Why commercialise?

Commercialisation provides funding for research and benefits for the society. For a researcher it is an opportunity to put science into practise.
A quick guide to commercialisation at the University of Helsinki
Why commercialise?

What are the benefits of commercialisation? Would it not be better just to publish the results? What do I need to commit to, if I wish to commercialise my idea or invention?

The idea of commercialising research raises many questions. The publication and commercialisation of research results are often pitted against each other as if they were mutually exclusive options. In reality syncronising publication with commercialisation support each other and add value and significance to the research results. Both are highly useful, particularly when applying for international funding.

Research results that form the basis for commercialisation can normally be freely published as soon as a patent application is filed to the patent authorities. Well prepared application provides required protection to the relevant intellectual property rights. For optimal timing, contact us as early as possible, ideally in good time before submitting your article for publication.

Put your inventions to use

The results of universities are increasingly measured by the practicality of their research, for example, the number of patents they produce. Because the purpose of academic research is to produce knowledge and solutions for the benefit of all, the results must be easily exploitable rather than remain in the hands of a small academic community.

The University has seen a pleasant upswing in the number of invention and idea disclosures. In 2020 HIS received 121 invention disclosures. A total of 47 patent applications were submitted in 2020.

The commercialisation process explores opportunities to use the invention in different arenas.

In addition to providing independent insight, your invention can provide the missing link needed for a technology, medication or application developed elsewhere and, thus, lead to great strides in the field. This is yet another reason why inventions should always be disclosed.

What is an invention?

When your insight makes your colleagues wonder why they did not come up with the same idea, you have probably discovered something significant. According to the Foundation for Finnish Inventions, an invention is a new, surprising and practicable solution to a problem.

Your invention can be a new product, service or method, or a combination of the above. It can also be an improvement to an existing product, service or method, or it can apply an established technology in a novel way. Crucially, the invention must be realisable and have a clear need and demand for the solution it offers.

You can assess the novelty value of your idea by comparing it to previously published patents and patent applications in various patent databases.  Public patent databases can be found at the following addresses: www.prh.fiwww.uspto.gov and www.espacenet.com.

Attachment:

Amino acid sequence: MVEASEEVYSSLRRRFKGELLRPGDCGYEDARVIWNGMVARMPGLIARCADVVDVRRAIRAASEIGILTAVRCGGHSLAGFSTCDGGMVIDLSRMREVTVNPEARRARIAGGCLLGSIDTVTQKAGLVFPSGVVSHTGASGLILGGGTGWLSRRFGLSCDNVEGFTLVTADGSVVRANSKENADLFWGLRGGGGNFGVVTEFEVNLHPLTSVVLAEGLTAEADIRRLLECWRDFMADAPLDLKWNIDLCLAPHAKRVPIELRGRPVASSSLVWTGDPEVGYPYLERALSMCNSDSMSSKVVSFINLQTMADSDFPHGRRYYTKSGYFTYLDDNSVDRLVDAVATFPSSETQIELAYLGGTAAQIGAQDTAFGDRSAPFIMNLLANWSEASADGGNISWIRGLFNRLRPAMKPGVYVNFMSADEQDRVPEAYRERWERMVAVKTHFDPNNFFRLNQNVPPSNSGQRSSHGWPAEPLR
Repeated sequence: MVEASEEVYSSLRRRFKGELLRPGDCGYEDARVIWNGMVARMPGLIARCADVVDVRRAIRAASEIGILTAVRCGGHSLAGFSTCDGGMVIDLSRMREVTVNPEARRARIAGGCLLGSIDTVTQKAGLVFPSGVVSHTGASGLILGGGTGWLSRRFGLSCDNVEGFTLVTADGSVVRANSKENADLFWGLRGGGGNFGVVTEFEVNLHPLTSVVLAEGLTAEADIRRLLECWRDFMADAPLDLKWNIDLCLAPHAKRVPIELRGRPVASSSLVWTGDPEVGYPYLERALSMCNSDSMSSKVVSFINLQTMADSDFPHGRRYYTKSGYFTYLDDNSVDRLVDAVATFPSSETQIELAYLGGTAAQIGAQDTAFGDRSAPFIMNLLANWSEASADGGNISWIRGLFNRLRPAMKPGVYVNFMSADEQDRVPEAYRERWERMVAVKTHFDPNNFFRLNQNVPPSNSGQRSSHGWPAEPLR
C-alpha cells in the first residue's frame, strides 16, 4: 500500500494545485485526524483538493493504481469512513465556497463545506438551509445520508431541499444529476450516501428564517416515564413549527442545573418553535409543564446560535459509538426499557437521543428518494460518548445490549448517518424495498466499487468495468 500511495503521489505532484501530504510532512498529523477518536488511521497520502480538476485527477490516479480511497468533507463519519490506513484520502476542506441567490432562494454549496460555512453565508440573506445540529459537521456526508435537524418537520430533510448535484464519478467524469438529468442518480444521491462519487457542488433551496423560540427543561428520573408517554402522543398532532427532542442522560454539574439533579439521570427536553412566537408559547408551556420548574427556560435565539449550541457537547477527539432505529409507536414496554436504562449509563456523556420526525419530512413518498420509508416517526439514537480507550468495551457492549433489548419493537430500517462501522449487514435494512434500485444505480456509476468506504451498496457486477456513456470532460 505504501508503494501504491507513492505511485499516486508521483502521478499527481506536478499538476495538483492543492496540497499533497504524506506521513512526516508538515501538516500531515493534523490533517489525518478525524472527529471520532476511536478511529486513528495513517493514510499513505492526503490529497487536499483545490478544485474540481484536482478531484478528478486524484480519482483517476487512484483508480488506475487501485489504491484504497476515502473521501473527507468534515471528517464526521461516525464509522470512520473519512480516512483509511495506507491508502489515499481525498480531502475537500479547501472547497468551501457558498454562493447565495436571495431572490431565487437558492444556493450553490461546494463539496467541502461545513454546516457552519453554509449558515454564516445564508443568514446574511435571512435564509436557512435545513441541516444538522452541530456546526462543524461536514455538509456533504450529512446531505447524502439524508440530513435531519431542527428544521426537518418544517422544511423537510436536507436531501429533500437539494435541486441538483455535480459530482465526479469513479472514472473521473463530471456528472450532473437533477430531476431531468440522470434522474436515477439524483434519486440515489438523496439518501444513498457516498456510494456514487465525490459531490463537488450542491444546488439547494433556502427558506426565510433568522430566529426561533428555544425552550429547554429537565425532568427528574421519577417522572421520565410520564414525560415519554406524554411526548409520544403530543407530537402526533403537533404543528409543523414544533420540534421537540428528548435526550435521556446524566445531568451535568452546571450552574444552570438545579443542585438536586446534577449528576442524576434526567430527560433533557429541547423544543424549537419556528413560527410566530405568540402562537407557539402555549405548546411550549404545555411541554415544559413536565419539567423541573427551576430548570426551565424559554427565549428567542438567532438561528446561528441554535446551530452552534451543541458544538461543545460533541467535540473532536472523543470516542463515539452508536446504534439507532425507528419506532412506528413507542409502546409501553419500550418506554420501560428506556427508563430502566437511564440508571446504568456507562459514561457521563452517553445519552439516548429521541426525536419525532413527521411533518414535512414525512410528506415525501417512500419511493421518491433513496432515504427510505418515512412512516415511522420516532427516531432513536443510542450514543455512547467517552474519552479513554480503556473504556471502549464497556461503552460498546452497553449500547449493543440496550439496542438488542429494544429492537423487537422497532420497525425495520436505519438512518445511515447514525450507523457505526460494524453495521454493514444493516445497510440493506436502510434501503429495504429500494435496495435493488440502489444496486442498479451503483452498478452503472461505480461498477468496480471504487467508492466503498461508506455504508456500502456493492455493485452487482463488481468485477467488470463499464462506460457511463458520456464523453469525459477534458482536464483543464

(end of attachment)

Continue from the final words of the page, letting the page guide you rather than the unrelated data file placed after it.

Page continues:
Commercialising other innovations

Do you have an idea of how your research could serve the public, but not exactly an invention? Commercialising it may still be possible.

Certain types of inventions, such as research tools and methods, do not necessarily have to be patented when they are commercialised. Such inventions include cell lines, antibodies and proteins as well as new research methods.

Computer software programs and algorithms are not patentable as such. However, it may be possible to protect them as part of an invention, if certain conditions are met. However, applying for a patent may not be a requirement for the commercialisation process to be launched in such cases. Contact us, and we can together find the best way to move forward with your innovation.

Disclose your innovation without delay

When you think you have created an invention, you should report it to us as soon as possible by submitting an invention and idea disclosure. University staff is also obligated to disclose their inventions under the Act on the Right to Inventions Made at Higher Education Institutions (pdf) (No 369/2006), but an invention disclosure is particularly worthwhile as it ensures that your invention will receive appropriate attention and consideration. However, the Act places no obligation on researchers to participate in the commercialisation of the invention in any other way. On the other hand, it can be challenging, or even impossible, to commercialise an invention with no support from the inventing researcher.

If your invention proves to be commercially interesting and protectable, preparation for its commercialisation can begin. The stages of this process include identifying potential customers and markets, which may lead to licensing or the establishment of a new company.

The aim is to develop the invention to a marketable form. Because the University will bear the responsibility for funding the commercialisation, this is a unique opportunity that should not be missed.

If you are unsure whether you have made an invention that can be commercialised, please send us a short description of your idea and we will contact you about it. Of course, we will handle your message in the strictest of confidence.